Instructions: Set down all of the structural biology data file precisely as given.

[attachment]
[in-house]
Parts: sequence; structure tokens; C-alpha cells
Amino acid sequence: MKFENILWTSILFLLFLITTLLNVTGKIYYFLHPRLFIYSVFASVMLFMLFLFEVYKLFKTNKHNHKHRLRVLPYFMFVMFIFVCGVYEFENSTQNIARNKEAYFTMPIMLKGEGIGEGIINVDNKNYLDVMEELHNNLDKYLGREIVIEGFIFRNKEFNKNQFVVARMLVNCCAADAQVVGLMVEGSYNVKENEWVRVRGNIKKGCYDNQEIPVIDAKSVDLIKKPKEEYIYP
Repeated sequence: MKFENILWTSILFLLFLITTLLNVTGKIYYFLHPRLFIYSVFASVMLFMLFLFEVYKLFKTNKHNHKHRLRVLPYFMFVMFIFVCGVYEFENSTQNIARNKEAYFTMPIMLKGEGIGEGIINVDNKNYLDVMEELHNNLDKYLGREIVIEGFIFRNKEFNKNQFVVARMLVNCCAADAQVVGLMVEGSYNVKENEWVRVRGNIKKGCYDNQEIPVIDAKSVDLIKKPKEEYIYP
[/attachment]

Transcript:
[in-house]
Parts: sequence; structure tokens; C-alpha cells
Amino acid sequence: MKFENILWTSILFLLFLITTLLNVTGKIYYFLHPRLFIYSVFASVMLFMLFLFEVYKLFKTNKHNHKHRLRVLPYFMFVMFIFVCGVYEFENSTQNIARNKEAYFTMPIMLKGEGIGEGIINVDNKNYLDVMEELHNNLDKYLGREIVIEGFIFRNKEFNKNQFVVARMLVNCCAADAQVVGLMVEGSYNVKENEWVRVRGNIKKGCYDNQEIPVIDAKSVDLIKKPKEEYIYP
Repeated sequence: MKFENILWTSILFLLFLITTLLNVTGKIYYFLHPRLFIYSVFASVMLFMLFLFEVYKLFKTNKHNHKHRLRVLPYFMFVMFIFVCGVYEFENSTQNIARNKEAYFTMPIMLKGEGIGEGIINVDNKNYLDVMEELHNNLDKYLGREIVIEGFIFRNKEFNKNQFVVARMLVNCCAADAQVVGLMVEGSYNVKENEWVRVRGNIKKGCYDNQEIPVIDAKSVDLIKKPKEEYIYP